Farm Bureau Meeting Introduces Someone Special

Farm Bureau Meeting Introduces Someone Special

The "real-life" little red-haired girl featured in the popular children's books, "Kailey's Ag Adventures" is introduced to Kansas Farm Bureau members

One of the cool things about going to conventions is that you see things you might never see otherwise.

A really neat one of those came Tuesday at the 95th Annual Meeting of the Kansas Farm Bureau in Manhattan when retiring KFB CEO Dan Yunk introduced someone special.

Most Farm Bureau members know Dr. Yunk is the author of the popular series of children’s books, “Kailey Ag Adventures” and “Milk Comes from a Cow.” But someone most folks had never met was the real-life “little red-haired girl” that is Kailey – Yunk’s now 12-year-old granddaughter who was in kindergarten when he first conceived of the idea of doing a book series.

SIGNING BOOKS: Kailey Rawseo and her grandfather, Dan Yunk, sign copies of "Kailey's Ag Adventures" at the annual Kansas Farm Bureau meeting in Manhattan.

Kailey Rawseo really is a “little city girl” who lives in the Kansas City suburb of Prairie Village and her granddad says really has spent her childhood learning a lot about agriculture and where milk really comes from her grandparents.

After Tuesday’s introduction, Kailey and Grandpa Dan spent some time in the hallway outside the meeting rooms signing books for attendees who wanted to buy a copy of the books or get an existing copy autographed.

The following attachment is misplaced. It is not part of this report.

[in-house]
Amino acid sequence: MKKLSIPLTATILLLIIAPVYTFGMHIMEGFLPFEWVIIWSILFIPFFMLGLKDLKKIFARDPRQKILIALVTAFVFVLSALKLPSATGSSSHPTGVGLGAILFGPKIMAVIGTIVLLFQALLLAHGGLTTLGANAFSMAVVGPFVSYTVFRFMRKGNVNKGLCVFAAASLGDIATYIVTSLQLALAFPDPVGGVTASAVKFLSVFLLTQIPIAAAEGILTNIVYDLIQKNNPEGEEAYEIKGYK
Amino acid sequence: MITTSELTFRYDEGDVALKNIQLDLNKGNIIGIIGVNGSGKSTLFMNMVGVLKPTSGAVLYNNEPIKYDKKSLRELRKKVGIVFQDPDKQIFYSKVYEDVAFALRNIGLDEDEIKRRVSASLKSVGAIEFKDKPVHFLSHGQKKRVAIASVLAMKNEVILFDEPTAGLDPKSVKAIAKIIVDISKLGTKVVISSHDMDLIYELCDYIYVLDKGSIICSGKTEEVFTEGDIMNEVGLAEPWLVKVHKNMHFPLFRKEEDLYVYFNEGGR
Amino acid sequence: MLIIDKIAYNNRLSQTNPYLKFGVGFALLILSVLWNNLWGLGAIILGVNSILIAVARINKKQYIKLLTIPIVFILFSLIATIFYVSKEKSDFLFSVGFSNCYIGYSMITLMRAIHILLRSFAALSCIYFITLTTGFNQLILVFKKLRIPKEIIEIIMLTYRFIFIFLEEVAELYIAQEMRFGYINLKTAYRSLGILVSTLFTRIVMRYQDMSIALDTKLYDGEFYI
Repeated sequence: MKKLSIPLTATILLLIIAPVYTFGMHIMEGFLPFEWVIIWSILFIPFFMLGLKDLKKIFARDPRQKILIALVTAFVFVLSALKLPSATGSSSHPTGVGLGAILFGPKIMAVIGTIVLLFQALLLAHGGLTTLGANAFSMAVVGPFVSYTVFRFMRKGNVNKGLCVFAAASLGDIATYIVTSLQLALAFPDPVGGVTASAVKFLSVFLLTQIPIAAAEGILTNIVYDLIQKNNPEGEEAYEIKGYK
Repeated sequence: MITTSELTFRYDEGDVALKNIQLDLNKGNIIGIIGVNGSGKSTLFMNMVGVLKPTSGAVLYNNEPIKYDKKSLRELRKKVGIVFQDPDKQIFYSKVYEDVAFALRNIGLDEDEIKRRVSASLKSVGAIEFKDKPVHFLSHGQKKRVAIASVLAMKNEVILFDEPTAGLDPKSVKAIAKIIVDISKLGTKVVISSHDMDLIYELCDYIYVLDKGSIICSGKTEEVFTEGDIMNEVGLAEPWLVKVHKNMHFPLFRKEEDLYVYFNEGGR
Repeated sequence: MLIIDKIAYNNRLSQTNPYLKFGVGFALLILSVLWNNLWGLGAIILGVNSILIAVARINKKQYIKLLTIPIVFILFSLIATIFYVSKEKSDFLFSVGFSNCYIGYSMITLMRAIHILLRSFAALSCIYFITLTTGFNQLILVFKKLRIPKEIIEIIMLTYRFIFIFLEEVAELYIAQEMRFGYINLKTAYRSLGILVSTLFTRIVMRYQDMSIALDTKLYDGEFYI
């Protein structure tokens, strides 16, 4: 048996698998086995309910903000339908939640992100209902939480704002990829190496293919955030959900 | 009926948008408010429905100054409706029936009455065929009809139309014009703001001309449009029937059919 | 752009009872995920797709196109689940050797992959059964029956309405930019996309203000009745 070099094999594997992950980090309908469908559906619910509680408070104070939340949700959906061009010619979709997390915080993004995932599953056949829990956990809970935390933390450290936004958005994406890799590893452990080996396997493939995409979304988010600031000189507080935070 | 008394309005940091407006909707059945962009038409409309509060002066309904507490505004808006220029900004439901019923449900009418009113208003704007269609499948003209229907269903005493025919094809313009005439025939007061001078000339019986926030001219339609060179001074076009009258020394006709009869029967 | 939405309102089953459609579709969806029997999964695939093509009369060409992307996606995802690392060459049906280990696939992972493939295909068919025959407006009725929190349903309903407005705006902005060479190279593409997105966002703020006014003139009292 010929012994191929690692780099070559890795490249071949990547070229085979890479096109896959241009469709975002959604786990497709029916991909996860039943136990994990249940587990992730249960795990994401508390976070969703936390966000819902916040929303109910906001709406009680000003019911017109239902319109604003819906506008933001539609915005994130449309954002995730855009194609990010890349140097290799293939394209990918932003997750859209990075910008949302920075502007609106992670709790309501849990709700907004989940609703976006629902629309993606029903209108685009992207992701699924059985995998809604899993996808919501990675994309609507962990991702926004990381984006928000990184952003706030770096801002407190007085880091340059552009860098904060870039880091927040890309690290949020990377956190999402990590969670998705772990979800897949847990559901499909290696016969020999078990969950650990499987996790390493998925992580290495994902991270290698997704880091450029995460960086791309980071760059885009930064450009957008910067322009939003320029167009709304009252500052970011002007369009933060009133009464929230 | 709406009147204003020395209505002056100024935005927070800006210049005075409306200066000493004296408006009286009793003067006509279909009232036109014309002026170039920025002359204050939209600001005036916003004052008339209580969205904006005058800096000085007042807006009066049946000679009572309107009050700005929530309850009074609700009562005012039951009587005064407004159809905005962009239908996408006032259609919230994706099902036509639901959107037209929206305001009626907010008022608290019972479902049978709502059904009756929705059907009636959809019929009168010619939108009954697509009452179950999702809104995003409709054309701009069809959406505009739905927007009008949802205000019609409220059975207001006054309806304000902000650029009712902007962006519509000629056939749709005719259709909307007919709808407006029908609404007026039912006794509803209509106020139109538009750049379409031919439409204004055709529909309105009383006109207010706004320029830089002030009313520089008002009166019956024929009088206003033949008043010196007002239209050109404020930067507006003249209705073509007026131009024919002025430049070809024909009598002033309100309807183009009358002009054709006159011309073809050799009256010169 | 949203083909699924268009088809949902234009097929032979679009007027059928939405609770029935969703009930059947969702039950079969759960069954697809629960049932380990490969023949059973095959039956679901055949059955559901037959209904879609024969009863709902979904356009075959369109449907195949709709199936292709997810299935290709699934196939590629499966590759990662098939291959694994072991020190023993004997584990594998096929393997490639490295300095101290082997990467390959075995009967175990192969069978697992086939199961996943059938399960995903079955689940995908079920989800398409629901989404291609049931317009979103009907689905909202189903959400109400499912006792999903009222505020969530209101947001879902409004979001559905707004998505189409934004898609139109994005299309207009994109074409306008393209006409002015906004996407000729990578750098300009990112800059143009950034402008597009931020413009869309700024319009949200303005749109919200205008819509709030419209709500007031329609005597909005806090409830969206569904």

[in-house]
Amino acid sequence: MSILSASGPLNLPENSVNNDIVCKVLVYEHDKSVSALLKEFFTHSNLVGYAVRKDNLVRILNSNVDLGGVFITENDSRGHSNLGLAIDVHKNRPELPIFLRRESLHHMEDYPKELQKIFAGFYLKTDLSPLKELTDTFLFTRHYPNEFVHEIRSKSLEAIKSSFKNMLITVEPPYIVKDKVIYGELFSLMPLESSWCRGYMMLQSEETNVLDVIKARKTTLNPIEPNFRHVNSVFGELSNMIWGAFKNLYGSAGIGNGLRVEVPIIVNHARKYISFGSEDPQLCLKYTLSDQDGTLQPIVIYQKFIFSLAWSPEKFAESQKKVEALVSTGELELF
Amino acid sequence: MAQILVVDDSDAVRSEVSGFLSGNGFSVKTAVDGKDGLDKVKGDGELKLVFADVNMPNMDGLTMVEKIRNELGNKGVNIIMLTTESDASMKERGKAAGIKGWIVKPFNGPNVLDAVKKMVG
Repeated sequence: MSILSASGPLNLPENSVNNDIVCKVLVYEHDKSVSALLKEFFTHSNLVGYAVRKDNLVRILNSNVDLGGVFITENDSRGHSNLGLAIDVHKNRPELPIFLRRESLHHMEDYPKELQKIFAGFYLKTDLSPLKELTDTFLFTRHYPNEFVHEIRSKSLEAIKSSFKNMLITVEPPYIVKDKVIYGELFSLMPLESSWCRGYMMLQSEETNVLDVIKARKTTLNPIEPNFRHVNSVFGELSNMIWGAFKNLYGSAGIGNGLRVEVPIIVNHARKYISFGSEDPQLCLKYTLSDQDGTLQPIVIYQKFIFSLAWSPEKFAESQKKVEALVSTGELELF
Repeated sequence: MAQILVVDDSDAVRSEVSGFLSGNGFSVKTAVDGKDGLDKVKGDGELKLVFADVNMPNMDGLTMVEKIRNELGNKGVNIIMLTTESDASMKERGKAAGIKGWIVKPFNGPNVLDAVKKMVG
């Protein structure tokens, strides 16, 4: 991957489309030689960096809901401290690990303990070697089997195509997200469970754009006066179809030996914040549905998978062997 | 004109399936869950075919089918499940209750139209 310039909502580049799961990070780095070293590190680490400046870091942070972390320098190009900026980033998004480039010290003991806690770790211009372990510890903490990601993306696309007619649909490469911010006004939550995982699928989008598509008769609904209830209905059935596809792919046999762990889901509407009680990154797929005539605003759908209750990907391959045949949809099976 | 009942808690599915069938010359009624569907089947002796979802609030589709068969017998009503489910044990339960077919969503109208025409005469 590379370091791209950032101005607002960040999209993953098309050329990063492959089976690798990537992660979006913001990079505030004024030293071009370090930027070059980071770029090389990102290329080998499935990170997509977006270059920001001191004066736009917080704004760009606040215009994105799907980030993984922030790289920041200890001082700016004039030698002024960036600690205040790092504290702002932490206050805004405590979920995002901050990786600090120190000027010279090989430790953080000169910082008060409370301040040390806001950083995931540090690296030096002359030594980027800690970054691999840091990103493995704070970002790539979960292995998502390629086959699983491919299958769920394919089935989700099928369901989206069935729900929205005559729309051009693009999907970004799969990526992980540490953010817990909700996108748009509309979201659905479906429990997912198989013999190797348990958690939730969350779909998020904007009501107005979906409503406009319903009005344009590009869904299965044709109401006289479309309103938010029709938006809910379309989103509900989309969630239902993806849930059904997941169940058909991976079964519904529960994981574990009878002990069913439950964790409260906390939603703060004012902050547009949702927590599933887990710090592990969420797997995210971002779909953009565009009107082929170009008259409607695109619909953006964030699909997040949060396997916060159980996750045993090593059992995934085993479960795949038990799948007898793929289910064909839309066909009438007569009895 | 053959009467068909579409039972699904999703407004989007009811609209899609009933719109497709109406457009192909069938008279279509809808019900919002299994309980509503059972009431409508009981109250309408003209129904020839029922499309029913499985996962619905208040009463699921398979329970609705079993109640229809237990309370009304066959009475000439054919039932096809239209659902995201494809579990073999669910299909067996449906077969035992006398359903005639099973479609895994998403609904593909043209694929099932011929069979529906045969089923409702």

Yunk said that he has been surprised by the success of the book, which has sold more than 35,000 copies all across the U.S. and in some foreign countries. He said he first read it to Kailey’s kindergarten class and will be reading it again next week to his youngest granddaugther’s first grade class.

“A bunch of Kailey’s cousins have been featured in the stories through the years,” Yunk says.

Kailey says it has been fun knowing that she is the main character of a book, though not a lot of people make the connection.

Dan Yunk has spent the last 13 years at the helm of the Kansas Farm Bureau administration. He is succeeded by Terry Holdren. He was honored with a dessert reception following the presentation of Kansas Farm Bureau awards on Tuesday night.

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